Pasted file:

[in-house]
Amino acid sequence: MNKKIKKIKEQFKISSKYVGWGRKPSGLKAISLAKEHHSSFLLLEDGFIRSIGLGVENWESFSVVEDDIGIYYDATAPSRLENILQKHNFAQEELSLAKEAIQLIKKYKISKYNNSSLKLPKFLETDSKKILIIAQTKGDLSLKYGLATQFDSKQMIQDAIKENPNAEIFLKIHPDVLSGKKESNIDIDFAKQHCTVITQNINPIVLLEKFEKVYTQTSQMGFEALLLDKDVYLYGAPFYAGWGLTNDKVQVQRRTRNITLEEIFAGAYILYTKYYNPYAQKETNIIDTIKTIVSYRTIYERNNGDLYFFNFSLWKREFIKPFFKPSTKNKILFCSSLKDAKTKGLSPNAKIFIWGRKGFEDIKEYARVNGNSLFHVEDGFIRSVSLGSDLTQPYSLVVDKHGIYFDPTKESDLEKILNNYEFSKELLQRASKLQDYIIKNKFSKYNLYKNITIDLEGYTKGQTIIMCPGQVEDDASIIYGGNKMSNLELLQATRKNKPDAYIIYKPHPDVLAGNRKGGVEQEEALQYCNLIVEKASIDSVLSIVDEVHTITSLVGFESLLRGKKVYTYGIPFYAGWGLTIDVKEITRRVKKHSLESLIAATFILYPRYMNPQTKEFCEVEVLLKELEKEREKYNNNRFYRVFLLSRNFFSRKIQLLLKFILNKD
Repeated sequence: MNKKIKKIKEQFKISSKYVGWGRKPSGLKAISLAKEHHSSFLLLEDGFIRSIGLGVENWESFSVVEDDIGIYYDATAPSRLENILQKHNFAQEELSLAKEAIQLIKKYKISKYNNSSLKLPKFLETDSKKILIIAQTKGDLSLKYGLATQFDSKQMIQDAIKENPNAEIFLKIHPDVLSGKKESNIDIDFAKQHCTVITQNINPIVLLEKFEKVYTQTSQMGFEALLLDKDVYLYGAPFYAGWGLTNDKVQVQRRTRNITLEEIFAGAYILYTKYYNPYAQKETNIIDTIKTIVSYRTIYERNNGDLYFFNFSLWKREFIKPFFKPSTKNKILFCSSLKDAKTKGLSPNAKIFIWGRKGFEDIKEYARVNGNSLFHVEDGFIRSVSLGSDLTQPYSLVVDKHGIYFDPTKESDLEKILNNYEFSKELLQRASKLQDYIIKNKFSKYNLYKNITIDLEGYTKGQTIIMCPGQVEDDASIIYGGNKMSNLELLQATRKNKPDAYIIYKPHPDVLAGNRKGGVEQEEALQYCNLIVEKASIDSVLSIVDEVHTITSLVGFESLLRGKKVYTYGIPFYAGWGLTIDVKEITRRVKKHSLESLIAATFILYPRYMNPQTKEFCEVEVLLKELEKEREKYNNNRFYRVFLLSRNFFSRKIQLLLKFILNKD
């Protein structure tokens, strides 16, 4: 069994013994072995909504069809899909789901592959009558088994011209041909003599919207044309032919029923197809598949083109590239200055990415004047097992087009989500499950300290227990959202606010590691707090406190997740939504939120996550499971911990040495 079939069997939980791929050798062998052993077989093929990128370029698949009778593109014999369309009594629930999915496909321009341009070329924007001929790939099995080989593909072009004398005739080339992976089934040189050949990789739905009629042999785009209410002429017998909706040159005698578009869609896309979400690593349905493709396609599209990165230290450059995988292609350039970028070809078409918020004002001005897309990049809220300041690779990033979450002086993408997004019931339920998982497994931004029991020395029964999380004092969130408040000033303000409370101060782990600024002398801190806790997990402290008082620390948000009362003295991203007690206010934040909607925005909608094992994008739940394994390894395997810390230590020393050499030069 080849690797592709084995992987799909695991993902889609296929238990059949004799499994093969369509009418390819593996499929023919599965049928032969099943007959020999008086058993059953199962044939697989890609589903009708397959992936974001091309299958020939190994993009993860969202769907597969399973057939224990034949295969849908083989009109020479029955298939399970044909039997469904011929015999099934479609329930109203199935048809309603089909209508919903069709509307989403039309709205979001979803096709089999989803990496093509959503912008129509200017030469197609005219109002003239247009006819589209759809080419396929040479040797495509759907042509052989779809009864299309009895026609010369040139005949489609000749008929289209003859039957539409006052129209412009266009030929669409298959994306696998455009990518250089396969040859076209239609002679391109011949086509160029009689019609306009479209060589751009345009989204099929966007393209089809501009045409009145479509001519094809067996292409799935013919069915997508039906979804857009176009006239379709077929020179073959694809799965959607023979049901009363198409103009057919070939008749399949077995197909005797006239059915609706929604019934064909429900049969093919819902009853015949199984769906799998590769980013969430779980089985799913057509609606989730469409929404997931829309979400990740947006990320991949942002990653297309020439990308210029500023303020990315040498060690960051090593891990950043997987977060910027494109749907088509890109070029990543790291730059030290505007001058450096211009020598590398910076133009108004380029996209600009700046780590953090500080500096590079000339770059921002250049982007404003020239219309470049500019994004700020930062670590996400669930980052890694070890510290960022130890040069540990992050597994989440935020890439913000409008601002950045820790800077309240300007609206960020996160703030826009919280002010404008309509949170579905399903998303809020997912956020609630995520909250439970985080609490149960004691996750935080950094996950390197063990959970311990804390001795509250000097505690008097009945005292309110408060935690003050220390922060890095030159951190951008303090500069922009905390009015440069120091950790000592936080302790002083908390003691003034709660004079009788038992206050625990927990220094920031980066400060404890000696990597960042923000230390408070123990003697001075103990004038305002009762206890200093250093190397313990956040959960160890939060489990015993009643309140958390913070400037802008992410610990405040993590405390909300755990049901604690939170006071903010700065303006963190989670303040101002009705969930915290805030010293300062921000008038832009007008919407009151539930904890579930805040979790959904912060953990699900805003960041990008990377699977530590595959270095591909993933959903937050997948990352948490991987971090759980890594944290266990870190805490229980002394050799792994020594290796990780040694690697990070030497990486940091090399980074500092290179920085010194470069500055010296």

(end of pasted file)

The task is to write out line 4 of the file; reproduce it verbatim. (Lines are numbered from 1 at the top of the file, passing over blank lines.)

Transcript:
């Protein structure tokens, strides 16, 4: 069994013994072995909504069809899909789901592959009558088994011209041909003599919207044309032919029923197809598949083109590239200055990415004047097992087009989500499950300290227990959202606010590691707090406190997740939504939120996550499971911990040495 079939069997939980791929050798062998052993077989093929990128370029698949009778593109014999369309009594629930999915496909321009341009070329924007001929790939099995080989593909072009004398005739080339992976089934040189050949990789739905009629042999785009209410002429017998909706040159005698578009869609896309979400690593349905493709396609599209990165230290450059995988292609350039970028070809078409918020004002001005897309990049809220300041690779990033979450002086993408997004019931339920998982497994931004029991020395029964999380004092969130408040000033303000409370101060782990600024002398801190806790997990402290008082620390948000009362003295991203007690206010934040909607925005909608094992994008739940394994390894395997810390230590020393050499030069 080849690797592709084995992987799909695991993902889609296929238990059949004799499994093969369509009418390819593996499929023919599965049928032969099943007959020999008086058993059953199962044939697989890609589903009708397959992936974001091309299958020939190994993009993860969202769907597969399973057939224990034949295969849908083989009109020479029955298939399970044909039997469904011929015999099934479609329930109203199935048809309603089909209508919903069709509307989403039309709205979001979803096709089999989803990496093509959503912008129509200017030469197609005219109002003239247009006819589209759809080419396929040479040797495509759907042509052989779809009864299309009895026609010369040139005949489609000749008929289209003859039957539409006052129209412009266009030929669409298959994306696998455009990518250089396969040859076209239609002679391109011949086509160029009689019609306009479209060589751009345009989204099929966007393209089809501009045409009145479509001519094809067996292409799935013919069915997508039906979804857009176009006239379709077929020179073959694809799965959607023979049901009363198409103009057919070939008749399949077995197909005797006239059915609706929604019934064909429900049969093919819902009853015949199984769906799998590769980013969430779980089985799913057509609606989730469409929404997931829309979400990740947006990320991949942002990653297309020439990308210029500023303020990315040498060690960051090593891990950043997987977060910027494109749907088509890109070029990543790291730059030290505007001058450096211009020598590398910076133009108004380029996209600009700046780590953090500080500096590079000339770059921002250049982007404003020239219309470049500019994004700020930062670590996400669930980052890694070890510290960022130890040069540990992050597994989440935020890439913000409008601002950045820790800077309240300007609206960020996160703030826009919280002010404008309509949170579905399903998303809020997912956020609630995520909250439970985080609490149960004691996750935080950094996950390197063990959970311990804390001795509250000097505690008097009945005292309110408060935690003050220390922060890095030159951190951008303090500069922009905390009015440069120091950790000592936080302790002083908390003691003034709660004079009788038992206050625990927990220094920031980066400060404890000696990597960042923000230390408070123990003697001075103990004038305002009762206890200093250093190397313990956040959960160890939060489990015993009643309140958390913070400037802008992410610990405040993590405390909300755990049901604690939170006071903010700065303006963190989670303040101002009705969930915290805030010293300062921000008038832009007008919407009151539930904890579930805040979790959904912060953990699900805003960041990008990377699977530590595959270095591909993933959903937050997948990352948490991987971090759980890594944290266990870190805490229980002394050799792994020594290796990780040694690697990070030497990486940091090399980074500092290179920085010194470069500055010296």